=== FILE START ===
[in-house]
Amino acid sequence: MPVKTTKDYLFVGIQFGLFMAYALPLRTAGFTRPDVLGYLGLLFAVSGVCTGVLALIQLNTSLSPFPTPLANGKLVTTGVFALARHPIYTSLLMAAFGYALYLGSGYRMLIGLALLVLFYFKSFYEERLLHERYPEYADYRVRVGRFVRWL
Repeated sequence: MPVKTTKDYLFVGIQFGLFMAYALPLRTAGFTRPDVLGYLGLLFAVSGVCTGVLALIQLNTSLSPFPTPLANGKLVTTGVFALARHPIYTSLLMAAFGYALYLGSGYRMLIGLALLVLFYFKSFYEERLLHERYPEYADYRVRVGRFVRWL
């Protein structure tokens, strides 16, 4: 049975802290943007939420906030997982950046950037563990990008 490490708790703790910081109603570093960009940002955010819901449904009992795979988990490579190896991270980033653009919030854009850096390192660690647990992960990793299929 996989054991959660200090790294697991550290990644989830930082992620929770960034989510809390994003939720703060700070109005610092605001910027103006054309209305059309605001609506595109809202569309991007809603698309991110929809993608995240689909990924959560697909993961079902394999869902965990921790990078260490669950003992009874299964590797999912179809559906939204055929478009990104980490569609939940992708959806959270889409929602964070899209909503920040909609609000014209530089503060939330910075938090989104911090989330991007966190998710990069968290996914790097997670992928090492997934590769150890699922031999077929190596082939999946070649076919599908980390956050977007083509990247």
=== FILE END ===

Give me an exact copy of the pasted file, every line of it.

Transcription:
[in-house]
Amino acid sequence: MPVKTTKDYLFVGIQFGLFMAYALPLRTAGFTRPDVLGYLGLLFAVSGVCTGVLALIQLNTSLSPFPTPLANGKLVTTGVFALARHPIYTSLLMAAFGYALYLGSGYRMLIGLALLVLFYFKSFYEERLLHERYPEYADYRVRVGRFVRWL
Repeated sequence: MPVKTTKDYLFVGIQFGLFMAYALPLRTAGFTRPDVLGYLGLLFAVSGVCTGVLALIQLNTSLSPFPTPLANGKLVTTGVFALARHPIYTSLLMAAFGYALYLGSGYRMLIGLALLVLFYFKSFYEERLLHERYPEYADYRVRVGRFVRWL
């Protein structure tokens, strides 16, 4: 049975802290943007939420906030997982950046950037563990990008 490490708790703790910081109603570093960009940002955010819901449904009992795979988990490579190896991270980033653009919030854009850096390192660690647990992960990793299929 996989054991959660200090790294697991550290990644989830930082992620929770960034989510809390994003939720703060700070109005610092605001910027103006054309209305059309605001609506595109809202569309991007809603698309991110929809993608995240689909990924959560697909993961079902394999869902965990921790990078260490669950003992009874299964590797999912179809559906939204055929478009990104980490569609939940992708959806959270889409929602964070899209909503920040909609609000014209530089503060939330910075938090989104911090989330991007966190998710990069968290996914790097997670992928090492997934590769150890699922031999077929190596082939999946070649076919599908980390956050977007083509990247």